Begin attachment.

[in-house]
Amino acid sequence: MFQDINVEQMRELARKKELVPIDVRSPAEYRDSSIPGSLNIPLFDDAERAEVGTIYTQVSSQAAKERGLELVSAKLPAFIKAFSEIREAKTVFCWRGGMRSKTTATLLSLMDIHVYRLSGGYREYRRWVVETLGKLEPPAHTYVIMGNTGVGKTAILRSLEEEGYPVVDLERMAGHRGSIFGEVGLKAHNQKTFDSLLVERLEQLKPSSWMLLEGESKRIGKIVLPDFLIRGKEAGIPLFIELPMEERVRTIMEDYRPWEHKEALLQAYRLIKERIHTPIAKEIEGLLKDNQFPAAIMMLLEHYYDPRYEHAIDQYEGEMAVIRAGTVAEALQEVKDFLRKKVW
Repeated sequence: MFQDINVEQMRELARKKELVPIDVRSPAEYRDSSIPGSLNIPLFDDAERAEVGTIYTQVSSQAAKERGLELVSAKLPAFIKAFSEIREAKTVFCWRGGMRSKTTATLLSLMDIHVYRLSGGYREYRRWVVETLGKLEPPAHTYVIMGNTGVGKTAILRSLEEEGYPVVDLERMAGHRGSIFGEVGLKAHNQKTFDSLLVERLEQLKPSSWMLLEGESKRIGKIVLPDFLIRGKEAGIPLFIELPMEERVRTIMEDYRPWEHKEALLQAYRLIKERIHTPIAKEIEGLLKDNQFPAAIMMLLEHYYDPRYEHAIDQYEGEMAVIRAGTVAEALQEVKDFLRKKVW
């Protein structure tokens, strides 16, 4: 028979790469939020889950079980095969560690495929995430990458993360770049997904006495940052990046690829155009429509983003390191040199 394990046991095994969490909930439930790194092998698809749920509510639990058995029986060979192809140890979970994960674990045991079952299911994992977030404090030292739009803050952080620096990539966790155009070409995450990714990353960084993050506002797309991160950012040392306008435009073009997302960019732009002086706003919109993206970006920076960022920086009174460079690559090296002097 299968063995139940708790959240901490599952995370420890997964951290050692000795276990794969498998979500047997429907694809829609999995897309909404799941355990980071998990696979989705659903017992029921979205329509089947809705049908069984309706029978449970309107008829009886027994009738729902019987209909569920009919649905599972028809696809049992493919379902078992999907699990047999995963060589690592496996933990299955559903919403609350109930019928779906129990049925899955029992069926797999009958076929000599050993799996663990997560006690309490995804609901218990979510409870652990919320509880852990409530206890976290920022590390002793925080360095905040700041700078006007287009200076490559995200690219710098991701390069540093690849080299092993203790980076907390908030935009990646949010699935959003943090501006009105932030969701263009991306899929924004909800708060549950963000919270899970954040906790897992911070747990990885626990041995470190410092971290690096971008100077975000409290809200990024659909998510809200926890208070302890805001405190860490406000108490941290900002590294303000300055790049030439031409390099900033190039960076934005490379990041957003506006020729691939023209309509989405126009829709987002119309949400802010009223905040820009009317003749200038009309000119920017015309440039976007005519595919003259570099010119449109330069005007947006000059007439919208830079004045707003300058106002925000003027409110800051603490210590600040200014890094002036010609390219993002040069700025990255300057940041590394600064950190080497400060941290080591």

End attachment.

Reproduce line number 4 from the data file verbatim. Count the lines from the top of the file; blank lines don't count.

């Protein structure tokens, strides 16, 4: 028979790469939020889950079980095969560690495929995430990458993360770049997904006495940052990046690829155009429509983003390191040199 394990046991095994969490909930439930790194092998698809749920509510639990058995029986060979192809140890979970994960674990045991079952299911994992977030404090030292739009803050952080620096990539966790155009070409995450990714990353960084993050506002797309991160950012040392306008435009073009997302960019732009002086706003919109993206970006920076960022920086009174460079690559090296002097 299968063995139940708790959240901490599952995370420890997964951290050692000795276990794969498998979500047997429907694809829609999995897309909404799941355990980071998990696979989705659903017992029921979205329509089947809705049908069984309706029978449970309107008829009886027994009738729902019987209909569920009919649905599972028809696809049992493919379902078992999907699990047999995963060589690592496996933990299955559903919403609350109930019928779906129990049925899955029992069926797999009958076929000599050993799996663990997560006690309490995804609901218990979510409870652990919320509880852990409530206890976290920022590390002793925080360095905040700041700078006007287009200076490559995200690219710098991701390069540093690849080299092993203790980076907390908030935009990646949010699935959003943090501006009105932030969701263009991306899929924004909800708060549950963000919270899970954040906790897992911070747990990885626990041995470190410092971290690096971008100077975000409290809200990024659909998510809200926890208070302890805001405190860490406000108490941290900002590294303000300055790049030439031409390099900033190039960076934005490379990041957003506006020729691939023209309509989405126009829709987002119309949400802010009223905040820009009317003749200038009309000119920017015309440039976007005519595919003259570099010119449109330069005007947006000059007439919208830079004045707003300058106002925000003027409110800051603490210590600040200014890094002036010609390219993002040069700025990255300057940041590394600064950190080497400060941290080591």